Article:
The stigmas surrounding eating disorders make it difficult for many people to talk about. Friends and family may not understand what lies behind these behaviors, and the revelation that a loved one has bulimia or anorexia may cause friction and misunderstandings. It is important to remember that an individual who lives with an eating disorder cannot change their behavior simply because a loved one wants them to. Therapy or counseling is necessary, and often the individual will need assistance in getting physically healthy again. It will not be easy and it will take time, so loved ones will need to be patient and understanding. It might even be helpful for them to attend a counseling session or to accompany the individual to the doctor in order to get a full understanding of the situation.
There are many different types of eating disorders, but the most commonly known are bulimia and anorexia. With bulimia, the individual will usually eat normally but will purge afterward. Anorexia often involves starving oneself or limiting calories severely. In both cases, the individual may engage in a brutal exercise regime and be obsessed with calorie intake; they may have dramatic mood swings or engage in substance abuse, either to cope with their behavior or the physical pain, or to curb their appetite. Some of the consequences of living with an eating disorder include:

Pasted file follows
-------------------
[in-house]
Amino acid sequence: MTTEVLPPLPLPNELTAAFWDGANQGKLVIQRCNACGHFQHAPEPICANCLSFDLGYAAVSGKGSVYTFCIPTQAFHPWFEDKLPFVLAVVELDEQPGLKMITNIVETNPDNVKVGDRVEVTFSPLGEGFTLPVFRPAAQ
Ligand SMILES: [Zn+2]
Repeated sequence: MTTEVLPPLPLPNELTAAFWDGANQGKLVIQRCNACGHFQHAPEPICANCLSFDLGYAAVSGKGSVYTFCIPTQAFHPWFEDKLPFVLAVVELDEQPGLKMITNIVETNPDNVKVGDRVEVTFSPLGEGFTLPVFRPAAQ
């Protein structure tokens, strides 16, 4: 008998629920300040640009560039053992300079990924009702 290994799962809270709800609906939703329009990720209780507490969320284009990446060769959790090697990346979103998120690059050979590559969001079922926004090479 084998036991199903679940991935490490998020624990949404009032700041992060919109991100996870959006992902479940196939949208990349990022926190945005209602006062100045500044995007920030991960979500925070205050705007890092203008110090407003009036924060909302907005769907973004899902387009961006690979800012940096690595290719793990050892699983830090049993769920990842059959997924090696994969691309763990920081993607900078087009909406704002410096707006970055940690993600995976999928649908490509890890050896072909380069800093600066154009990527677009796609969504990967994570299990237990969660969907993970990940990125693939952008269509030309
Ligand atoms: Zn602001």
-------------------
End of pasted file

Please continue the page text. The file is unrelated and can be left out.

- Hair loss
- Issues with the esophagus or digestive tract
- Mouth pain
- Gum and teeth problems
- Severe weight loss
- Kidney issues
- Growth of a fine, downy hair all over the body as it tries to compensate for the loss of mass and keep warm
- Organ failure
It is important for individuals living with an eating disorder to receive help as soon as possible, because the longer a person lives with it, the harder it is to change the behavior. The same is true with a person who is simultaneously living with a substance abuse problem. If you suspect that a loved one is suffering from an eating disorder, do not be afraid to reach out to them. Let them know they are not alone and that, while you may not understand their thought process, you do not want them to continue their harmful behavior. Help them find a counselor or therapist and offer to accompany them to a meeting or consultation, as going alone can be scary.
Finally, remember to be patient. You may not understand what your loved one is going through and that is okay; there is only so much you can do yourself. Let them know you will listen if they need to talk and try to keep an open mind.